“July 13 holds special importance for writer and publisher Leland Cheuk. Not only is it the day that, in 2014, he found out his life had been saved by a successful bone marrow transplant from a stranger, but it’s also the day that his first novel, The Misadventures of Sulliver Pong, was picked up by the Chicago Center for Literature and Photography. Two years later, on the same day, Thought Catalog sent him an offer for his first story collection, Letters From Dinosaurs. So when Cheuk decided to start his own small press in 2016, he didn’t hesitate to name it 7.13 Books (713books.com).”
Read the rest here.
“I have occasional bouts of conscience about my work.”
“People call me a Whitener. It’s just a nickname. I don’t like it much. Inaccurate and reductive. My job is cultural—national, even—civic, perhaps. Definitely not racial.
My official title is Foreignness Engineer of the City Council of Commerce. I inspect newly opened businesses and provide their proprietors Customer Experience Recommendations (CERs) that ensure the correct balance between our citizens’ natural desire for foreignness and an experience native to what we all have come to expect from living in America.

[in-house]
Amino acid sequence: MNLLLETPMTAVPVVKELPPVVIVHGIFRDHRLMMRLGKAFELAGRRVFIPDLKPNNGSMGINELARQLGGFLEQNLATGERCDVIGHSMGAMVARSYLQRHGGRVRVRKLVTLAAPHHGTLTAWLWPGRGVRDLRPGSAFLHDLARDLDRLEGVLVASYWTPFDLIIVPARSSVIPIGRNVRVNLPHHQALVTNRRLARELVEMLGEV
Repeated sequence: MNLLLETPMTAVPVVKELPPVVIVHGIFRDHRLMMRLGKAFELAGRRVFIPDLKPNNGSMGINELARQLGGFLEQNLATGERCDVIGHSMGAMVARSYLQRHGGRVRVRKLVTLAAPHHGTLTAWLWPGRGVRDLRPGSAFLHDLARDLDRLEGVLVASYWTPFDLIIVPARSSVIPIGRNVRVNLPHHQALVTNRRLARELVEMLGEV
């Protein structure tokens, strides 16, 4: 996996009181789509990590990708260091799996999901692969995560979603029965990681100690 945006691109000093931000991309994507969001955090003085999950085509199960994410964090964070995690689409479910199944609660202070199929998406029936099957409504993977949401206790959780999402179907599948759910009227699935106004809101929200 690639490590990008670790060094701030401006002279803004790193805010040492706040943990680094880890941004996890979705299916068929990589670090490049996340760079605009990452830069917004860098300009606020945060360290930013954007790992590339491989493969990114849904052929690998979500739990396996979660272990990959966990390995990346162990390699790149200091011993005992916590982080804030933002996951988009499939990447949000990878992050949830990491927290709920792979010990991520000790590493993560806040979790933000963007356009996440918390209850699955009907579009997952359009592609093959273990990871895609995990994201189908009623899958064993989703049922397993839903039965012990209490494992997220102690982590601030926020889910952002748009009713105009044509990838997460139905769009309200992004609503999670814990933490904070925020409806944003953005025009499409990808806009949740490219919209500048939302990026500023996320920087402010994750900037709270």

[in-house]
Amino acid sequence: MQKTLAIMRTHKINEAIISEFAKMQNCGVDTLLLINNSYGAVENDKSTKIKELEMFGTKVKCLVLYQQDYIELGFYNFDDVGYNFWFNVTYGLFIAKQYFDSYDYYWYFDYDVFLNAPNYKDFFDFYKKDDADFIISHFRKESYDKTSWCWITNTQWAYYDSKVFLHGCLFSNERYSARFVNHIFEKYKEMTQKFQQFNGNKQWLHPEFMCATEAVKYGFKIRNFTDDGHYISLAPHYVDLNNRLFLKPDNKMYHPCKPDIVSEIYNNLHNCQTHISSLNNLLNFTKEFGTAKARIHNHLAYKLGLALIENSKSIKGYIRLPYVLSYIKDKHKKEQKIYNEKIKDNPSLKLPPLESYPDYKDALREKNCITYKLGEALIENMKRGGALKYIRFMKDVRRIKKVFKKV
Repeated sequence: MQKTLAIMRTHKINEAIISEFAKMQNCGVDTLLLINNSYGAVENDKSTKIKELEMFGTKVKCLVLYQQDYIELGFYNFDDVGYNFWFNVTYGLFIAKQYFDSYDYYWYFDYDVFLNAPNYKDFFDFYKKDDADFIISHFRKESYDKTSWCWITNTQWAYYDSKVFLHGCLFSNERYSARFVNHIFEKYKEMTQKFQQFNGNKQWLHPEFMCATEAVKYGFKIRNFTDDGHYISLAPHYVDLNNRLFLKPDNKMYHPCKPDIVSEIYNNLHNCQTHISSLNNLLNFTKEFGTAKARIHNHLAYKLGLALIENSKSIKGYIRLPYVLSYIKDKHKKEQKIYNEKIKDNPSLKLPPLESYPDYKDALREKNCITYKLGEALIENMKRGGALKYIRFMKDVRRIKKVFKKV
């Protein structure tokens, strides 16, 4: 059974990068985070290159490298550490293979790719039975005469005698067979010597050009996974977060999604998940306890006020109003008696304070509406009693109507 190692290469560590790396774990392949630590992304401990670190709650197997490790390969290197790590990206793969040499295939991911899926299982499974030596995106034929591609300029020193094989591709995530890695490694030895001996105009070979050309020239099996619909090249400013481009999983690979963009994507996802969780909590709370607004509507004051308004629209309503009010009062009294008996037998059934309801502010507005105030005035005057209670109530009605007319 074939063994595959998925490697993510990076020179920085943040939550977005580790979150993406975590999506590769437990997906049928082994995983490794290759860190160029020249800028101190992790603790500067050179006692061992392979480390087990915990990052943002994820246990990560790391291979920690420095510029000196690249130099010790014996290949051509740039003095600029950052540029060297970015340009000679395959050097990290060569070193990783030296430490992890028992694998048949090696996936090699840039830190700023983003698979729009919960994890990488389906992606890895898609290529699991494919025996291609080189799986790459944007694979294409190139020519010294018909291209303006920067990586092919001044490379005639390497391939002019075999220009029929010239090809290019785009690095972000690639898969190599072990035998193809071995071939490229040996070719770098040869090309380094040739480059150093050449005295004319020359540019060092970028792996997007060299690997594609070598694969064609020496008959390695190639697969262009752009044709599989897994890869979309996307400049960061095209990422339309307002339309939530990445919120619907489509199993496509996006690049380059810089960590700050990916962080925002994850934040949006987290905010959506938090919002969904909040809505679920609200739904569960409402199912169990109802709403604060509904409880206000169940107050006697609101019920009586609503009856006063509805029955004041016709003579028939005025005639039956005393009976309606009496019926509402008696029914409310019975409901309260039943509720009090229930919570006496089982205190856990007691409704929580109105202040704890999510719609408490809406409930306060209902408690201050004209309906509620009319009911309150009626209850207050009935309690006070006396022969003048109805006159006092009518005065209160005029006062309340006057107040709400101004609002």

Ever notice that, in The City, the most successful high-end restaurants have white servers and maître d’s even when the cuisine is ethnic? I started that. Ten years ago. There was a Vietnamese noodle shop run by Chinese immigrants, and I recommended that they hire whites to serve their customers and increase prices by eighty percent, and it quickly became one of the most popular restaurants in The City, even winning a Michelin star. Diners want to feel like they’re included in the familiar and dominant culture, and most importantly, they will pay for that feeling. Thanks to my little innovation, the CCC made it a standard CER to issue small fines to restaurateurs failing to hire Caucasians for at least 75% of their staff.
Back before it became an official city function, it was called gentrification.”
Read the rest at Atticus Review.